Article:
the _Centro de Formação São João Bosco_ (since 2004) and the
_Centro de Formação Luís Inácio Lula da Silva_ (since 2011).
Higher education is limited and most prefer to be educated abroad,
with students preferring to enroll in Portugal. A number of
universities , to which an institutionally autonomous Faculty of Law
as well as a Faculty of Medicine
Child labor is very common. The enrollment of boys is higher than
that of girls. In 1998, the gross primary enrollment rate was 53.5%,
with higher enrollment ratio for males (67.7%) compared to females
Non-formal education is centered around community schools and the
teaching of adults. In 2011 the literacy rate was estimated at 55.3%
(68.9% male, and 42.1% female).
Carnival in Bissau.
Main article: Media of Guinea-
Main article: Music of Guinea-
The music of Guinea-
Bissau is usually associated with the
polyrhythmic gumbe genre , the country's primary musical export.
However, civil unrest and other factors have combined over the years
to keep gumbe, and other genres, out of mainstream audiences, even in
generally syncretist African countries.
The calabash is the primary musical instrument of Guinea-Bissau, and
is used in extremely swift and rhythmically complex dance music .
Lyrics are almost always in Guinea-
Bissau Creole , a Portuguese -based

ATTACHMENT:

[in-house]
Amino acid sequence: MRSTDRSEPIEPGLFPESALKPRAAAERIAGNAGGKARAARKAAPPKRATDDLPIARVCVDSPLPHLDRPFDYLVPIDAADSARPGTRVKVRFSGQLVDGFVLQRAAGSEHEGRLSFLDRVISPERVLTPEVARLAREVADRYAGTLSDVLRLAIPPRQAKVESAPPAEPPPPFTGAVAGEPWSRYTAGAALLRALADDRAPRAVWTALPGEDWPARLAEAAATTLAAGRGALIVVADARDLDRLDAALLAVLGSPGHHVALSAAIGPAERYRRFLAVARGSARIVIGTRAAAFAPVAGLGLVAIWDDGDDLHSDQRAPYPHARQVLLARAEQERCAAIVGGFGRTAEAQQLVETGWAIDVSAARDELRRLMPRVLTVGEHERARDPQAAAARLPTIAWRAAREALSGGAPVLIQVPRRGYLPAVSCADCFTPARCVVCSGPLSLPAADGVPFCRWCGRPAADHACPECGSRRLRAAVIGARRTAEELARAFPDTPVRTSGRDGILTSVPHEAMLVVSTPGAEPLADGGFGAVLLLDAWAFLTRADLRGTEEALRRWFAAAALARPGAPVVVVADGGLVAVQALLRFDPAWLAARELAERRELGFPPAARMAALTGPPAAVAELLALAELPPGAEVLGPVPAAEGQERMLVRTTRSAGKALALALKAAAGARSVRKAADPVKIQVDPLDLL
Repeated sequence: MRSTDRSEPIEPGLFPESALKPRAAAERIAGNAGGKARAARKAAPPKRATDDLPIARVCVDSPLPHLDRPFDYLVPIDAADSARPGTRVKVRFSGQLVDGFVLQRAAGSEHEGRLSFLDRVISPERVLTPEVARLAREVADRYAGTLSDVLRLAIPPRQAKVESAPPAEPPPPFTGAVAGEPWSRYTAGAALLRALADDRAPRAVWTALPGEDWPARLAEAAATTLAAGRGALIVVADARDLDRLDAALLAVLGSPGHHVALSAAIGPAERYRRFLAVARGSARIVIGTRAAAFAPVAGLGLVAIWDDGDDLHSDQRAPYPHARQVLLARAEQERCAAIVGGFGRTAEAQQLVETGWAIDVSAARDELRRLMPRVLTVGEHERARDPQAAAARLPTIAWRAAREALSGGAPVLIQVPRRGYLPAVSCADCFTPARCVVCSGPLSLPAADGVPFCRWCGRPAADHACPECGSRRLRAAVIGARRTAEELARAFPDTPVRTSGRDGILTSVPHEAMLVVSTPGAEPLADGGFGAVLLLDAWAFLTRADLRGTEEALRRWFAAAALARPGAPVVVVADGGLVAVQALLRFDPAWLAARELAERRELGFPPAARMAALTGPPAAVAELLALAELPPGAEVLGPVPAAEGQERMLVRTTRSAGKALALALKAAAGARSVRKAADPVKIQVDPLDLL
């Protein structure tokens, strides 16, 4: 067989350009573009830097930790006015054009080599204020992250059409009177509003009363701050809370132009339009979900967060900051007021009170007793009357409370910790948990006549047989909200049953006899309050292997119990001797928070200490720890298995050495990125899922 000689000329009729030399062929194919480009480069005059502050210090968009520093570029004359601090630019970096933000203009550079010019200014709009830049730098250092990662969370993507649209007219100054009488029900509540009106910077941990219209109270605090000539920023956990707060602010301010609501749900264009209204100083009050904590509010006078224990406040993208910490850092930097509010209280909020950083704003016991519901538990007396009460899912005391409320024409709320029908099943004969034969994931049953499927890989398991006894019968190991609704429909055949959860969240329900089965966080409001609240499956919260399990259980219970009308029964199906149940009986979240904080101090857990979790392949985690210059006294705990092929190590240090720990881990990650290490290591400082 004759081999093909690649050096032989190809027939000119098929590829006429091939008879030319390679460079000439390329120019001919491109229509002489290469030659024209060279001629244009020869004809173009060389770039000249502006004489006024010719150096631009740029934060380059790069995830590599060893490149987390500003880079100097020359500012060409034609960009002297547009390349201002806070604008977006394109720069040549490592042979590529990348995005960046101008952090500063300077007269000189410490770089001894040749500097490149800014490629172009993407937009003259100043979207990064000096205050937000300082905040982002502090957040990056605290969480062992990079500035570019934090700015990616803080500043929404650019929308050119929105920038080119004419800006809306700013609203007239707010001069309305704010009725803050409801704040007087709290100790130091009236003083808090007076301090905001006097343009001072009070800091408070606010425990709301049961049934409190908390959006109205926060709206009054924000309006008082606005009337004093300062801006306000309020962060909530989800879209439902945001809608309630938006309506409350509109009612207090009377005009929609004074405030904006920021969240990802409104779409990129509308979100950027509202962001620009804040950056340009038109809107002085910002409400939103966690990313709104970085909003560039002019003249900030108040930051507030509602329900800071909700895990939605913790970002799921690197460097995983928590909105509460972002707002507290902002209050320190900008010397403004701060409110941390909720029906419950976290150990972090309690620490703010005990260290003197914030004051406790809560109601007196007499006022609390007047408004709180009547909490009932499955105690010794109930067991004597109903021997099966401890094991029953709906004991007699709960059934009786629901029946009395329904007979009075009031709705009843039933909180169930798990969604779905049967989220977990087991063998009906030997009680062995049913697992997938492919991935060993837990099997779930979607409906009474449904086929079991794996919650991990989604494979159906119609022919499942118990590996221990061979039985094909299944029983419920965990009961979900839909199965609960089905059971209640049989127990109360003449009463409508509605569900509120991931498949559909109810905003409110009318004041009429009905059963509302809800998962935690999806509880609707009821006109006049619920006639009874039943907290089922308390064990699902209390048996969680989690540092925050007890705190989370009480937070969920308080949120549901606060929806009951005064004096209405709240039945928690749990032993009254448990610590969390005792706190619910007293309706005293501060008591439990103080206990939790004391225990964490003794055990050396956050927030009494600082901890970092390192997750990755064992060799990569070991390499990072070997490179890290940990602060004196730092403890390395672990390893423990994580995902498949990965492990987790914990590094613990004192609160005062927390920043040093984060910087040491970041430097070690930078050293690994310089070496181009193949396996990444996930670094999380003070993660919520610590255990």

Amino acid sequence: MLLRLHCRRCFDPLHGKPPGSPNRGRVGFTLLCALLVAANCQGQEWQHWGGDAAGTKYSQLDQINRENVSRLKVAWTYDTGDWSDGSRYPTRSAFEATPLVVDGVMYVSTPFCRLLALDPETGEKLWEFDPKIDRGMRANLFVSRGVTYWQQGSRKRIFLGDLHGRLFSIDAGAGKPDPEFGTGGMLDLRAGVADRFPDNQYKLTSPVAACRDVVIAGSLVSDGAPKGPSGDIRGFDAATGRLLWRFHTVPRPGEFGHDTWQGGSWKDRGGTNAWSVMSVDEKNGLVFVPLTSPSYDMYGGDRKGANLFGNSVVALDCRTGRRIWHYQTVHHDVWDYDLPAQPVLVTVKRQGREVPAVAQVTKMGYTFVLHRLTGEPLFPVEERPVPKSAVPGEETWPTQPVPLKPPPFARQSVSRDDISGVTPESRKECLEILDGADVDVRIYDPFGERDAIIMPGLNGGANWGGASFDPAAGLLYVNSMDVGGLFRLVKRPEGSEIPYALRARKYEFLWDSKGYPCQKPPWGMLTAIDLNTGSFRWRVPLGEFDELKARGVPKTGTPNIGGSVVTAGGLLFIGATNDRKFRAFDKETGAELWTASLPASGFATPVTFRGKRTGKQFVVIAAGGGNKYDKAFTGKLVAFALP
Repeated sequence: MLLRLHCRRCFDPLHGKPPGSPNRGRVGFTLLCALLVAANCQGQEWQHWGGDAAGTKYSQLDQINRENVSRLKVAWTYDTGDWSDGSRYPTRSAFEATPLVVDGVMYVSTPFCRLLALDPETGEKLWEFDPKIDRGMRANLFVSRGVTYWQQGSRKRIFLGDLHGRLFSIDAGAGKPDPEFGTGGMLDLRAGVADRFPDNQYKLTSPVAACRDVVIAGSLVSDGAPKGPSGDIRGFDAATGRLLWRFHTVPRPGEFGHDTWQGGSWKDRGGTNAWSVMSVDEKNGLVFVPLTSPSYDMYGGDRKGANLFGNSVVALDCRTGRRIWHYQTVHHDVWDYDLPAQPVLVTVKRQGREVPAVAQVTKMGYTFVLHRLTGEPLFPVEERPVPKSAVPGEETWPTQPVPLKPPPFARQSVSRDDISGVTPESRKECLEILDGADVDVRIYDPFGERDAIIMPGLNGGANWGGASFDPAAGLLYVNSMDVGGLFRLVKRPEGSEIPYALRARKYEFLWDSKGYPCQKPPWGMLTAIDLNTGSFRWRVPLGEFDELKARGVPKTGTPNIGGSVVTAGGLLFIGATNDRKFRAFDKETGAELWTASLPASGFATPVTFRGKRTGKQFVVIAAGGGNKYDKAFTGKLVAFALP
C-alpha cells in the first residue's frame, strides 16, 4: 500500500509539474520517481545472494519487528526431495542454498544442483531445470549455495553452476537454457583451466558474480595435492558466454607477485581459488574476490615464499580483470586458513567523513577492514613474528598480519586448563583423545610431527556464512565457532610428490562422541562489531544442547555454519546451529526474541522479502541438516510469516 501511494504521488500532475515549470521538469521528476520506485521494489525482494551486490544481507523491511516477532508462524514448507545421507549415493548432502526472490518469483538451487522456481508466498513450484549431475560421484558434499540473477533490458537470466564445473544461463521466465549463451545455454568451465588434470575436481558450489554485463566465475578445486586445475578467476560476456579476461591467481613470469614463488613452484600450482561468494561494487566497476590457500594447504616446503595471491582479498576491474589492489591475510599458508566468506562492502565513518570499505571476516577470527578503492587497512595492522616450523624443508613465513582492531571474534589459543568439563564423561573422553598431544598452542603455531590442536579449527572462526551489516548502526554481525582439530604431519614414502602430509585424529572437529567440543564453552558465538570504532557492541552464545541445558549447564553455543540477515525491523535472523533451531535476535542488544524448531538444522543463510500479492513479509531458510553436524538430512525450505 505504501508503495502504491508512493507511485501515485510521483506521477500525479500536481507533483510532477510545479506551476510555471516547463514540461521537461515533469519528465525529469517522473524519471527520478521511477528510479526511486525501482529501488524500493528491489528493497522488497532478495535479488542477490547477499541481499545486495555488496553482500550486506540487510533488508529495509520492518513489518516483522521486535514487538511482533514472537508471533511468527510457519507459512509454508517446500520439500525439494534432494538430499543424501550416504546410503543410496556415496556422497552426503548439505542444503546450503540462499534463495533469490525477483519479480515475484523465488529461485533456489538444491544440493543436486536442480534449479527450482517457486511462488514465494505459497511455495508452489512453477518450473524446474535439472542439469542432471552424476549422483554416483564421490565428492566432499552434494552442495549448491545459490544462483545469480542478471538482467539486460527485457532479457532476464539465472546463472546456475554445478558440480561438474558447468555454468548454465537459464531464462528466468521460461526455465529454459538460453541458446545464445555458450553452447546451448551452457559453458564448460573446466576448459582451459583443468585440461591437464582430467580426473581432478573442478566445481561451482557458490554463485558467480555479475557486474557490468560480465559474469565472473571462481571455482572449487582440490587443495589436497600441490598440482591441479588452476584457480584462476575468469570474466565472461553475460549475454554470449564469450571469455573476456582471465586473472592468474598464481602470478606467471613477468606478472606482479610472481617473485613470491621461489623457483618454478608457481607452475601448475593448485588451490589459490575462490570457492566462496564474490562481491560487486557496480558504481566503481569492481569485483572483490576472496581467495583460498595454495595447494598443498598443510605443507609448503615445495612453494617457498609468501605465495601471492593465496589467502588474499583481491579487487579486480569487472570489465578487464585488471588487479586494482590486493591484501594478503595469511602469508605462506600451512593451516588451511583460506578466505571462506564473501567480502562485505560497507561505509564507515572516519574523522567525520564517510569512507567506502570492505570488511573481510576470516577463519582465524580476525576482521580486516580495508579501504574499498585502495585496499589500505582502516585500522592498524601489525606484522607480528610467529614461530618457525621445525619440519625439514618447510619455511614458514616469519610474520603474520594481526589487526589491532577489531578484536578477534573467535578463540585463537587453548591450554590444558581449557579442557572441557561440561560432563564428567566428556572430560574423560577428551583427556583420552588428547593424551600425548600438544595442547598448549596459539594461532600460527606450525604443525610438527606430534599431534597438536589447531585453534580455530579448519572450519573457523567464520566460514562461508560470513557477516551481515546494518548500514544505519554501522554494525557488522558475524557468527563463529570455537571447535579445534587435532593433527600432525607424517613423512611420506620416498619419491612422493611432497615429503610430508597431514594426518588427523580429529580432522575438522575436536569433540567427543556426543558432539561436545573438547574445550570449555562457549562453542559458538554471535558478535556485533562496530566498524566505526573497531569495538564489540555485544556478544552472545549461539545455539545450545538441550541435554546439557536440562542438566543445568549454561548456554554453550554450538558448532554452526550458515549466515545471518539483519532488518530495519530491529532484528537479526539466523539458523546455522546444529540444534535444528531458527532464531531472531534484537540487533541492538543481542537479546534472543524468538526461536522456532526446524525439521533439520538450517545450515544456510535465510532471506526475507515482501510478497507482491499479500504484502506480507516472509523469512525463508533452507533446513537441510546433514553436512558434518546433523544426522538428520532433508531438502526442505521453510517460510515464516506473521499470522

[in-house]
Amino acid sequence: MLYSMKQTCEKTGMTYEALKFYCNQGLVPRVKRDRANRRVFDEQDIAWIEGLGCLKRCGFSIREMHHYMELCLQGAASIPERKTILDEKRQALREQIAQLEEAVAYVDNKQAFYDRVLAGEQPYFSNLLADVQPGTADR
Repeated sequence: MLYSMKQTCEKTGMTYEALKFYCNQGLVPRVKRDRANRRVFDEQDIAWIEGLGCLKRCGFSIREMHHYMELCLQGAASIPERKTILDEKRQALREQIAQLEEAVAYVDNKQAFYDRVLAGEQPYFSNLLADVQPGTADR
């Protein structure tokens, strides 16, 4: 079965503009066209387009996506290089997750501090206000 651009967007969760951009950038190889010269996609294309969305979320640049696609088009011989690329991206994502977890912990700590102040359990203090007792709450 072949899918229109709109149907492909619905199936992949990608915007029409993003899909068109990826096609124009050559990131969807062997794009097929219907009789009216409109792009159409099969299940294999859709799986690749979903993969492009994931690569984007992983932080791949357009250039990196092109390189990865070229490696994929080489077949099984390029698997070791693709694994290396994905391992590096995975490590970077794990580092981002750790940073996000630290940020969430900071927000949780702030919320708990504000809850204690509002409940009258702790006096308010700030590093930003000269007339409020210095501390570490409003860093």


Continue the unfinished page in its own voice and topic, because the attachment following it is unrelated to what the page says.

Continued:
creole language , and are often humorous and topical, revolving around
current events and controversies.
The word _gumbe_ is sometimes used generically, to refer to any music
of the country, although it most specifically refers to a unique style
that fuses about ten of the country's folk music traditions. Tina and
tinga are other popular genres, while extent folk traditions include
ceremonial music used in funerals, initiations and other rituals, as
Balanta brosca and kussundé, Mandinga djambadon, and the
kundere sound of the
Bissagos Islands .
Further information: Cuisine of Guinea-
Rice is a staple in the diet of residents near the coast and millet a
staple in the interior. Fruits and vegetables are commonly eaten along
with cereal grains . The Portuguese encouraged peanut production.
Vigna subterranea (Bambara groundnut) and
Macrotyloma geocarpum (Hausa
groundnut) are also grown. Black-eyed peas are also part of the diet.
Palm oil is harvested.
Common dishes include soups and stews . Common ingredients include
yams , sweet potato , cassava , onion, tomato and plantain . Spices,
peppers and chilis are used in cooking, including Aframomum melegueta
Flora Gomes is an internationally renowned film director; his most
famous film is _Nha Fala_ (English: My Voice). Gomes's _
Mortu Nega _